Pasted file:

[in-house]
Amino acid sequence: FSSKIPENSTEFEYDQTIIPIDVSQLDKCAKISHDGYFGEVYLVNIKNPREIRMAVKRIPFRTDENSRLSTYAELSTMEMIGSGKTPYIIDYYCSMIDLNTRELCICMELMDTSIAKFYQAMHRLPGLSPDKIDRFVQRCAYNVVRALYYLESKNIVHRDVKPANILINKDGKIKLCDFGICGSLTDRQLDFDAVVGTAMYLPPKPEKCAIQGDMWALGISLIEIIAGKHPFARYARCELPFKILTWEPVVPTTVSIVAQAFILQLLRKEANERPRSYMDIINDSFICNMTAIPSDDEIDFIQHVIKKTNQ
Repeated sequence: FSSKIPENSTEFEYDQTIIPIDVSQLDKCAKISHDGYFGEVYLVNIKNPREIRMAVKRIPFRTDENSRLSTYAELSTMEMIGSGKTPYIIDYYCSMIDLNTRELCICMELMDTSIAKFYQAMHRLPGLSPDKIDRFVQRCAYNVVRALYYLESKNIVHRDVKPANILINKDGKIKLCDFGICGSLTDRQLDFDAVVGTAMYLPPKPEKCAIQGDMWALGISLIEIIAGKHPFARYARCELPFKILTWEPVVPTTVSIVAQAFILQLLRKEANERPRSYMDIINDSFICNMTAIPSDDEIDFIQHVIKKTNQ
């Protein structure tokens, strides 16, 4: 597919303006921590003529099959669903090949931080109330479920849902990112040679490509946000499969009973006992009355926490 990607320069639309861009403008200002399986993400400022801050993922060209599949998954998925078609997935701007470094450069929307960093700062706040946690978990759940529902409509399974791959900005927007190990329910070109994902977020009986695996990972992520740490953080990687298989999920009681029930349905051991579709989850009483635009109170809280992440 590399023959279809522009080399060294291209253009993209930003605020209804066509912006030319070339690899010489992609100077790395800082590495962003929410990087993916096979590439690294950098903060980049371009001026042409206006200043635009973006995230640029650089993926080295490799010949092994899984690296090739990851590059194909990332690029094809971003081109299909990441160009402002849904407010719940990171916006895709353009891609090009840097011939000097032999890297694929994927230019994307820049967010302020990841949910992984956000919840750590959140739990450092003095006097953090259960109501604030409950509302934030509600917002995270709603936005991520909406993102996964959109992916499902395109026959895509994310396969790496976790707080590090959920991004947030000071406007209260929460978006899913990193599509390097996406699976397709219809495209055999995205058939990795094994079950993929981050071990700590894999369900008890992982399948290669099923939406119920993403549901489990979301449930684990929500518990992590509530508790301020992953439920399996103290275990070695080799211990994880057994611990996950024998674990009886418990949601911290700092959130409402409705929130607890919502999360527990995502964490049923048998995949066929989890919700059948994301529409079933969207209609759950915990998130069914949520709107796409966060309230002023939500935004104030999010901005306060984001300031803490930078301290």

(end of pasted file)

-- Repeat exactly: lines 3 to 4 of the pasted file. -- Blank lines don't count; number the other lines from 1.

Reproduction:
Repeated sequence: FSSKIPENSTEFEYDQTIIPIDVSQLDKCAKISHDGYFGEVYLVNIKNPREIRMAVKRIPFRTDENSRLSTYAELSTMEMIGSGKTPYIIDYYCSMIDLNTRELCICMELMDTSIAKFYQAMHRLPGLSPDKIDRFVQRCAYNVVRALYYLESKNIVHRDVKPANILINKDGKIKLCDFGICGSLTDRQLDFDAVVGTAMYLPPKPEKCAIQGDMWALGISLIEIIAGKHPFARYARCELPFKILTWEPVVPTTVSIVAQAFILQLLRKEANERPRSYMDIINDSFICNMTAIPSDDEIDFIQHVIKKTNQ
């Protein structure tokens, strides 16, 4: 597919303006921590003529099959669903090949931080109330479920849902990112040679490509946000499969009973006992009355926490 990607320069639309861009403008200002399986993400400022801050993922060209599949998954998925078609997935701007470094450069929307960093700062706040946690978990759940529902409509399974791959900005927007190990329910070109994902977020009986695996990972992520740490953080990687298989999920009681029930349905051991579709989850009483635009109170809280992440 590399023959279809522009080399060294291209253009993209930003605020209804066509912006030319070339690899010489992609100077790395800082590495962003929410990087993916096979590439690294950098903060980049371009001026042409206006200043635009973006995230640029650089993926080295490799010949092994899984690296090739990851590059194909990332690029094809971003081109299909990441160009402002849904407010719940990171916006895709353009891609090009840097011939000097032999890297694929994927230019994307820049967010302020990841949910992984956000919840750590959140739990450092003095006097953090259960109501604030409950509302934030509600917002995270709603936005991520909406993102996964959109992916499902395109026959895509994310396969790496976790707080590090959920991004947030000071406007209260929460978006899913990193599509390097996406699976397709219809495209055999995205058939990795094994079950993929981050071990700590894999369900008890992982399948290669099923939406119920993403549901489990979301449930684990929500518990992590509530508790301020992953439920399996103290275990070695080799211990994880057994611990996950024998674990009886418990949601911290700092959130409402409705929130607890919502999360527990995502964490049923048998995949066929989890919700059948994301529409079933969207209609759950915990998130069914949520709107796409966060309230002023939500935004104030999010901005306060984001300031803490930078301290």